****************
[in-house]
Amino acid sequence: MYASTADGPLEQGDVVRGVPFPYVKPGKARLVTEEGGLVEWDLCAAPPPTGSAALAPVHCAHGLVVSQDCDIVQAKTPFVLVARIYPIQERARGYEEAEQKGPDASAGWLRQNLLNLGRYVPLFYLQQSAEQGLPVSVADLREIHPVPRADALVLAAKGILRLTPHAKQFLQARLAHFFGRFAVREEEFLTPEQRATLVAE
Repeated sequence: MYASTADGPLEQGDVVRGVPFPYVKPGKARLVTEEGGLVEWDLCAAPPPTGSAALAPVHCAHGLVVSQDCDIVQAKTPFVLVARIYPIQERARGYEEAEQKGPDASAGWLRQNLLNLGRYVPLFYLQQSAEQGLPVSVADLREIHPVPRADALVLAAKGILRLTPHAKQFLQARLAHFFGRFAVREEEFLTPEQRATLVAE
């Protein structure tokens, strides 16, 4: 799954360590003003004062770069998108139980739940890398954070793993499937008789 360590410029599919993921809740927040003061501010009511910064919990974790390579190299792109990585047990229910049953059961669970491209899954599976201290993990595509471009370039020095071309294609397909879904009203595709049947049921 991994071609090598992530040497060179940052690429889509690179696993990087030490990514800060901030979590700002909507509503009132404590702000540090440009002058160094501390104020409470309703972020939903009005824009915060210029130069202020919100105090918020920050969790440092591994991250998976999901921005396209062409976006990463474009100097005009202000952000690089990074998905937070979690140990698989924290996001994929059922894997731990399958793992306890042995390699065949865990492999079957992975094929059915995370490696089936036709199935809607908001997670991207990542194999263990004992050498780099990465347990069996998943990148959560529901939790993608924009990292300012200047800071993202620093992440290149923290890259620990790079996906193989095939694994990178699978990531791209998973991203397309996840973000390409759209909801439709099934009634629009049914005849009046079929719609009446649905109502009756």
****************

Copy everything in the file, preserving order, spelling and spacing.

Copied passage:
[in-house]
Amino acid sequence: MYASTADGPLEQGDVVRGVPFPYVKPGKARLVTEEGGLVEWDLCAAPPPTGSAALAPVHCAHGLVVSQDCDIVQAKTPFVLVARIYPIQERARGYEEAEQKGPDASAGWLRQNLLNLGRYVPLFYLQQSAEQGLPVSVADLREIHPVPRADALVLAAKGILRLTPHAKQFLQARLAHFFGRFAVREEEFLTPEQRATLVAE
Repeated sequence: MYASTADGPLEQGDVVRGVPFPYVKPGKARLVTEEGGLVEWDLCAAPPPTGSAALAPVHCAHGLVVSQDCDIVQAKTPFVLVARIYPIQERARGYEEAEQKGPDASAGWLRQNLLNLGRYVPLFYLQQSAEQGLPVSVADLREIHPVPRADALVLAAKGILRLTPHAKQFLQARLAHFFGRFAVREEEFLTPEQRATLVAE
């Protein structure tokens, strides 16, 4: 799954360590003003004062770069998108139980739940890398954070793993499937008789 360590410029599919993921809740927040003061501010009511910064919990974790390579190299792109990585047990229910049953059961669970491209899954599976201290993990595509471009370039020095071309294609397909879904009203595709049947049921 991994071609090598992530040497060179940052690429889509690179696993990087030490990514800060901030979590700002909507509503009132404590702000540090440009002058160094501390104020409470309703972020939903009005824009915060210029130069202020919100105090918020920050969790440092591994991250998976999901921005396209062409976006990463474009100097005009202000952000690089990074998905937070979690140990698989924290996001994929059922894997731990399958793992306890042995390699065949865990492999079957992975094929059915995370490696089936036709199935809607908001997670991207990542194999263990004992050498780099990465347990069996998943990148959560529901939790993608924009990292300012200047800071993202620093992440290149923290890259620990790079996906193989095939694994990178699978990531791209998973991203397309996840973000390409759209909801439709099934009634629009049914005849009046079929719609009446649905109502009756």